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Former and now current Boston Red Sox manager Alex Cora gestures after unsuccessfully arguing with umpires about a call during a game in 2019.

Alex Cora is back with the Red Sox, and I have mixed feelings about it.

There is no doubt that Cora can lead men. I saw that firsthand when he was in the manager’s chair at Fenway Park. The players like and respect him.

I also know that Cora is good with we members of the media. I know that’s not a big deal to many of you, but having a manager who doesn’t just spout clichés when he speaks can be an advantage. It’s an advantage to us, and it’s an advantage to you because we are the folks who tell you what’s going on. A good manager reaches the fans through the press.

Cora is not getting the same Red Sox team back that he had when they won the 2018 World Series, or not even the team that played in 2019.

There’s no Mookie Betts. There’s no Mitch Moreland. There’ll likely be no Jackie Bradley Jr. The jury is still way out on Chris Sale and Eduardo Rodriguez coming all the way back from injury and COVID-19 related illness, respectively. There is no Rick Porcello. Going into the season, your No. 1 pitcher remains Nathan Eovaldi.

It will, of course, be interesting to see what Chaim Bloom and his baseball staff can do via free agency or possible trades to strengthen a pretty bad Red Sox roster.

Whether Bloom should have brought Cora back is a legitimate question. Cora was a huge part of the Houston Astros’ cheating scandals, and was the manager when the Red Sox got caught as well. We can all debate whether he deserves a second chance, but the Red Sox believe he’s earned one.

I would rather debate the merits of a manager getting a second crack with the same team. Because those second chances have come with some really mixed results.

Boston even has experience with that. Here’s the most recent one.

Pinky Higgins was the Red Sox manager from 1955-59, and had a record of 360-329 in that time. He was fired in July 1959, and replaced by Billy Jurges. Jurges went 59-63 and was fired in the middle of the 1960 season. Higgins was hired back, and he finished his Red Sox managerial career with a less-than-stellar 200-227 record.

Higgins is not in the Baseball Hall of Fame and Earl Weaver is. But the two managers do have something in common. Rough second acts.

Weaver replaced Hank Bauer in 1968, and the Hall-of-Famer guided the Orioles to a 48-34 record to close the year. From 1969 until his “retirement” in 1982, Weaver had no losing records, none. He guided the Birds to American League pennants in 1969, 1970, 1971 and 1979, and beat the Cincinnati Reds in 1970 for a World Series title.

Weaver was called back into the dugout when Baltimore fired Joe Altobelli in 1985. Weaver finished that season going 53-52 and then 73-89 the next season before, once again, calling it quits.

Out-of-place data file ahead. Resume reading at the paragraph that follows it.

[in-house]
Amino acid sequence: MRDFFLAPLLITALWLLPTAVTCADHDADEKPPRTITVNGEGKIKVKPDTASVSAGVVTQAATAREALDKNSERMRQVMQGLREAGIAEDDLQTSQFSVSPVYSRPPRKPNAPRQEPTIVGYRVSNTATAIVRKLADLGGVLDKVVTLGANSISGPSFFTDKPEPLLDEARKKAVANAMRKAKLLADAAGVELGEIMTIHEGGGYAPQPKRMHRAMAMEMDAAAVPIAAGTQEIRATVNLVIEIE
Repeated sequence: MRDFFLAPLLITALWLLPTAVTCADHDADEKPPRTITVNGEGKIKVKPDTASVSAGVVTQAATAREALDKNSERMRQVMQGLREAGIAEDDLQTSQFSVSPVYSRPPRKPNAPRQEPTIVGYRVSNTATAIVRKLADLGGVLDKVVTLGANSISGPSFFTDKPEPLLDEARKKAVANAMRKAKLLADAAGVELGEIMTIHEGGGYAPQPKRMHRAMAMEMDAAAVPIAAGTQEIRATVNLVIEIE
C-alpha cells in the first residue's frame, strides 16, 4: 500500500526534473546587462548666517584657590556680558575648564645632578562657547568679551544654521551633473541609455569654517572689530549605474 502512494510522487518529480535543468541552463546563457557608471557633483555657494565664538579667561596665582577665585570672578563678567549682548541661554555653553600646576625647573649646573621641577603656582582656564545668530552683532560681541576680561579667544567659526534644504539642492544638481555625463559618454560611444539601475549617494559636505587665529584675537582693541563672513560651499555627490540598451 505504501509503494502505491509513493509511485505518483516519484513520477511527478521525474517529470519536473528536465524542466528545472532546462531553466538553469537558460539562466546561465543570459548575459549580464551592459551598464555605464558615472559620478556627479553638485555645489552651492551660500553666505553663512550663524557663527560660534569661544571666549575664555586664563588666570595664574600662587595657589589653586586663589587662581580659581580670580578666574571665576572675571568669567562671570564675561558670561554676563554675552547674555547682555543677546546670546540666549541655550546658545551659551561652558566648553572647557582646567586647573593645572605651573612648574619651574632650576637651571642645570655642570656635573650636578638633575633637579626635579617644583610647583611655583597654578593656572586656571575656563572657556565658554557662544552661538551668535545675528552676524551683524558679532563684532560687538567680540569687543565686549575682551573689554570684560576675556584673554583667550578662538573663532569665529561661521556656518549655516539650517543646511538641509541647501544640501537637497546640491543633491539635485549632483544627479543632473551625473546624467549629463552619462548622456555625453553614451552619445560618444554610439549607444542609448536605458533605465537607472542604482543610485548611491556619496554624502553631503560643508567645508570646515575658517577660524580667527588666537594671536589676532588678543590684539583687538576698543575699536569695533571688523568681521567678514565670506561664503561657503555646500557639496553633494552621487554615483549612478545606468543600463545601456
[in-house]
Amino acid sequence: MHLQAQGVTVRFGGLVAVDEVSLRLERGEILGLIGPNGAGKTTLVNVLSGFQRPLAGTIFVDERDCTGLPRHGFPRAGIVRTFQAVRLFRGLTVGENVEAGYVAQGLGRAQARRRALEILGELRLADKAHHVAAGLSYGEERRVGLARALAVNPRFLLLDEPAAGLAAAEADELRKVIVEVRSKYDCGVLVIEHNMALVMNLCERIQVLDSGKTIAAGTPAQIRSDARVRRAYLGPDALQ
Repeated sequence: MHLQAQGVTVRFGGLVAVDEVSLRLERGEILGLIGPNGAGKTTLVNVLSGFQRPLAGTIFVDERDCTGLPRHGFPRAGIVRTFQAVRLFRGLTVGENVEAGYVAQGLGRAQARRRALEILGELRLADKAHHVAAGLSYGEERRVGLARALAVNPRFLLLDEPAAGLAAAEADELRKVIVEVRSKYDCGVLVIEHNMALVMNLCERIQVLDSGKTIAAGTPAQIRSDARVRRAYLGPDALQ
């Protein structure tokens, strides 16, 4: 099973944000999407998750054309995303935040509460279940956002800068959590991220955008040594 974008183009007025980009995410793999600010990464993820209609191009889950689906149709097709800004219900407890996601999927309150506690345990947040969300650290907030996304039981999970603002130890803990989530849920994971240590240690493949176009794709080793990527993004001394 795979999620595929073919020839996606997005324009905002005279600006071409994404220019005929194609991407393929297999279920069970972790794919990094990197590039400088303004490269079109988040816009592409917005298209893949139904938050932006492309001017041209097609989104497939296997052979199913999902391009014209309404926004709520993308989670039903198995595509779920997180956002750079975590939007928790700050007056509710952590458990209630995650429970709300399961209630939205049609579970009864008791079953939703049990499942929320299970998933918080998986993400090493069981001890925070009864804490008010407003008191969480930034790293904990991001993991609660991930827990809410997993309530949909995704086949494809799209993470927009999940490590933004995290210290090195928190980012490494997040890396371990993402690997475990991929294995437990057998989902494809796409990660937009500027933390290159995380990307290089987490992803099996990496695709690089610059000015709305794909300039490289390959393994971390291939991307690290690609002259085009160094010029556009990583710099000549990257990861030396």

There’s always the Billy Martin eras with the Yankees, so multiple stints as a manager doesn’t necessarily have to go badly. Here, however, are two where it went very well.

Danny Murtaugh replaced Bobby Bragan as the manager of the Pittsburgh Pirates in 1957. In 1960, the Murtaugh-managed Pirates beat the Yankees in seven games to win the World Series. That came on the famous (or infamous if you’re a New York fan) Bill Mazeroski home run in the bottom of the ninth inning.

Murtaugh moved upstairs into the front office and Harry “The Hat” Walker was hired to start the 1965 season. He was fired in 1967 and replaced by Murtaugh in the interim.

But Murtaugh came down from the front office again in 1970 and guided the Pirates to consecutive division titles, and a World Series crown in 1971.

Bobby Cox in Atlanta, however, takes the prize for the best second act.

Cox was hired by the Braves for the 1978 season, replacing the trio of owner Ted Turner, Vern Benson and Dave Bristol. In four years, Cox went 266-323, and was replaced by Joe Torre.

Five men managed the Braves until Cox replaced Russ Nixon in mid-1990. Until he retired from managing after the 2010 season, all Cox did was win 14 division titles, 11 of them in a row, and a World Series championship in 1995.

It has happened in other sports as well. See Jon Gruden in Oakland/Las Vegas, Bill Walsh in San Francisco, and in college football Johnny Majors at Pittsburgh and Mark Whipple at UMass. While the jury is still out on Gruden, none of those other second acts amounted to much.

Much of Red Sox Nation has to be happy this morning. We’ll see how things work out.

Howard Herman can be reached at or 413-496-6253. On Twitter: @howardherman.


Howard Herman is a sports columnist at The Berkshire Eagle. The dean of full-time sportswriters in Western Mass., he has been with the Eagle since 1988, and is a member of the New England Baseball and Basketball Hall of Fame.